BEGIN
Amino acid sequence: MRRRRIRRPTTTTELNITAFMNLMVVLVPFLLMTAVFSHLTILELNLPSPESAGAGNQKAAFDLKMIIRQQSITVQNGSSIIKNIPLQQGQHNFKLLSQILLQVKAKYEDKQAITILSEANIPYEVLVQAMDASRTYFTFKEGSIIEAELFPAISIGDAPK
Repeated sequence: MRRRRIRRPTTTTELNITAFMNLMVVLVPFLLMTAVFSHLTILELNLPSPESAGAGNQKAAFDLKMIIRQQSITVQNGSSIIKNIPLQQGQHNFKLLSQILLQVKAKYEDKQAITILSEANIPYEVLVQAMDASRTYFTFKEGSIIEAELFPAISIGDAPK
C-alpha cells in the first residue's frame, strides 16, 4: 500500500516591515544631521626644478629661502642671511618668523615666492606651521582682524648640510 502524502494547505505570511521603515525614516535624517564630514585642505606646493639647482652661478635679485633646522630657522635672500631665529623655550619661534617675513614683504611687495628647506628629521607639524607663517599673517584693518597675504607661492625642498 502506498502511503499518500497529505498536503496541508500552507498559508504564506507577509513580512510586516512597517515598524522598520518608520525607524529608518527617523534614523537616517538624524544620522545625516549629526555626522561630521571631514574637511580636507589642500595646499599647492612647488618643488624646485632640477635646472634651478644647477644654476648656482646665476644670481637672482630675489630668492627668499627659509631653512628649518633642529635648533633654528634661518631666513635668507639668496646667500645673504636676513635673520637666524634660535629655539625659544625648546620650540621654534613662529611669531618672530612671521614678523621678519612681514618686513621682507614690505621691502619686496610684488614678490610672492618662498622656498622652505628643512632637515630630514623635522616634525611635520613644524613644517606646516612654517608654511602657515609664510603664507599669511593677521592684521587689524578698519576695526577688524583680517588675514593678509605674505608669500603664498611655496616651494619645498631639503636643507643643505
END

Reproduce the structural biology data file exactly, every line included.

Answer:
Amino acid sequence: MRRRRIRRPTTTTELNITAFMNLMVVLVPFLLMTAVFSHLTILELNLPSPESAGAGNQKAAFDLKMIIRQQSITVQNGSSIIKNIPLQQGQHNFKLLSQILLQVKAKYEDKQAITILSEANIPYEVLVQAMDASRTYFTFKEGSIIEAELFPAISIGDAPK
Repeated sequence: MRRRRIRRPTTTTELNITAFMNLMVVLVPFLLMTAVFSHLTILELNLPSPESAGAGNQKAAFDLKMIIRQQSITVQNGSSIIKNIPLQQGQHNFKLLSQILLQVKAKYEDKQAITILSEANIPYEVLVQAMDASRTYFTFKEGSIIEAELFPAISIGDAPK
C-alpha cells in the first residue's frame, strides 16, 4: 500500500516591515544631521626644478629661502642671511618668523615666492606651521582682524648640510 502524502494547505505570511521603515525614516535624517564630514585642505606646493639647482652661478635679485633646522630657522635672500631665529623655550619661534617675513614683504611687495628647506628629521607639524607663517599673517584693518597675504607661492625642498 502506498502511503499518500497529505498536503496541508500552507498559508504564506507577509513580512510586516512597517515598524522598520518608520525607524529608518527617523534614523537616517538624524544620522545625516549629526555626522561630521571631514574637511580636507589642500595646499599647492612647488618643488624646485632640477635646472634651478644647477644654476648656482646665476644670481637672482630675489630668492627668499627659509631653512628649518633642529635648533633654528634661518631666513635668507639668496646667500645673504636676513635673520637666524634660535629655539625659544625648546620650540621654534613662529611669531618672530612671521614678523621678519612681514618686513621682507614690505621691502619686496610684488614678490610672492618662498622656498622652505628643512632637515630630514623635522616634525611635520613644524613644517606646516612654517608654511602657515609664510603664507599669511593677521592684521587689524578698519576695526577688524583680517588675514593678509605674505608669500603664498611655496616651494619645498631639503636643507643643505